The good news is that millwork isn’t something you do – it’s ready-made material that you use to enhance the beauty (and sometimes functionality) of building projects.The bad news is that millwork
is described using archaic architectural names almost as confusing as the word “millwork” itself, but fear not for we are here to provide you with some quick definitions and pictures to help you with your next millwork project. Let’s get started.Millwork DefinitionsApplique
: As the name suggests, this is a decorative application that can be added to nearly any building surface. They come in endless ornate designs, although popular shapes include foliage, flowers, shells, ribbons and angels. BONUS: These are also called onlays
: This is the flared portion at the top of a column or pillar (as shown in the image above). BONUS: The bottom is predictably called the base
: These are ornate circular features that are affixed to the ceiling. Sometimes they stand alone, but more often they frame ceiling lights. BONUS: Square ceiling millwork are called tiles
: An ornate bracket used to support (or appear to support) a shelf. You often see them when you look up at old buildings, just under the windows and parapets. BONUS: In millwork, these are often technically consoles,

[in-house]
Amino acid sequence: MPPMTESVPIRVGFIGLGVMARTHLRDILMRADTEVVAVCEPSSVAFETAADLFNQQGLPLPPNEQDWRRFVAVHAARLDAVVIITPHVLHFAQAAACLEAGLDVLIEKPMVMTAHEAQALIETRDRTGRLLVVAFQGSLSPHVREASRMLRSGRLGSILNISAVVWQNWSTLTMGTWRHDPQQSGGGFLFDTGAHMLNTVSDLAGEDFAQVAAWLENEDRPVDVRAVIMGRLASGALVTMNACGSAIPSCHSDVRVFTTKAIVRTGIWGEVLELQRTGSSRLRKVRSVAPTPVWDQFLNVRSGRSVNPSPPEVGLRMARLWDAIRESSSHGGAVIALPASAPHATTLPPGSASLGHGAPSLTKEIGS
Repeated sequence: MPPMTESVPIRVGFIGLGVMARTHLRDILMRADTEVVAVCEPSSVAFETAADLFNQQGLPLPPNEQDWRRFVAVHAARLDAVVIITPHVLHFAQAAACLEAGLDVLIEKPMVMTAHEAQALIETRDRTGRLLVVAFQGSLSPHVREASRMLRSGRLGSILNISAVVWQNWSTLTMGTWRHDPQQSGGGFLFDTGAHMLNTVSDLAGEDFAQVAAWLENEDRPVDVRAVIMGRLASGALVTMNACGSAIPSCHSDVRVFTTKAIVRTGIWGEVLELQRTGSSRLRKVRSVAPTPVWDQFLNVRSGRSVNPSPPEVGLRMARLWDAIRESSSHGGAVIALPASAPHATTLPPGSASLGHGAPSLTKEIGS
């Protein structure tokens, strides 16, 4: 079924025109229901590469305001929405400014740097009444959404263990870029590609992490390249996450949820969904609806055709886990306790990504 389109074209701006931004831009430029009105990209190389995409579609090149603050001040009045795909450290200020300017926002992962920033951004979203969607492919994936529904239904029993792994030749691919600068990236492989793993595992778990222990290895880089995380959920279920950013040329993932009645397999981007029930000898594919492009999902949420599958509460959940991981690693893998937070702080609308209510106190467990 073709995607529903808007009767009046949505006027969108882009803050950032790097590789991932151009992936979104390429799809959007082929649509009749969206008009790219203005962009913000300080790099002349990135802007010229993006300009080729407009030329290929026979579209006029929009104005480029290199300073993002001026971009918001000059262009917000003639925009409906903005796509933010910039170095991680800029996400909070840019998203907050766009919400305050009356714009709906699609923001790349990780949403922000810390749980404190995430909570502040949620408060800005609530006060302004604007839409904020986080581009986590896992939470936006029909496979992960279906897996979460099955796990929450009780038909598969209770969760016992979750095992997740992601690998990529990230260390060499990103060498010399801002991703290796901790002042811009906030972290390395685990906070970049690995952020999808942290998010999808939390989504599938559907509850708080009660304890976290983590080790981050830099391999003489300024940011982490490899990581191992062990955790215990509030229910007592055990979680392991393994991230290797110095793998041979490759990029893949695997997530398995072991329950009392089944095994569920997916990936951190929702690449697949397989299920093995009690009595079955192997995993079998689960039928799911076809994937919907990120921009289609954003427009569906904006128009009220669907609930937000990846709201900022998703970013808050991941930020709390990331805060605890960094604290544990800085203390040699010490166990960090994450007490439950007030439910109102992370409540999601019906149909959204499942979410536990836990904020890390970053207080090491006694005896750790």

which is what corbels are called when they are attached to rather than a part of the wall.Finial
: These smallish ornaments are affixed to the tops of pointy things like spires and pediments and are usually oval or round-shaped, but can come in many styles. BONUS: A pediment finial is, quite appropriately, a pediment with a finial.
Yes, you imagined it correctly.Moulding
: An ornate outline that extends out from a wall. These appear in lots of places both inside and outside structures. On the inside, you often see them flush with ceilings or framing windowsills. BONUS: May also be spelled as molding
, as in what your old bread is doing right now.Pediment
: These decorative pieces have a general diamond shape (though often rounded and ornate) and are affixed to the tops of doors and windows. Many older Romanesque buildings that feature columns will have a large pediment that spans the entire structure. BONUS: Armoires, cabinets and other furniture might also have a pediment.ATGStores.com
hopes these definitions help you more easily navigate your next millwork project.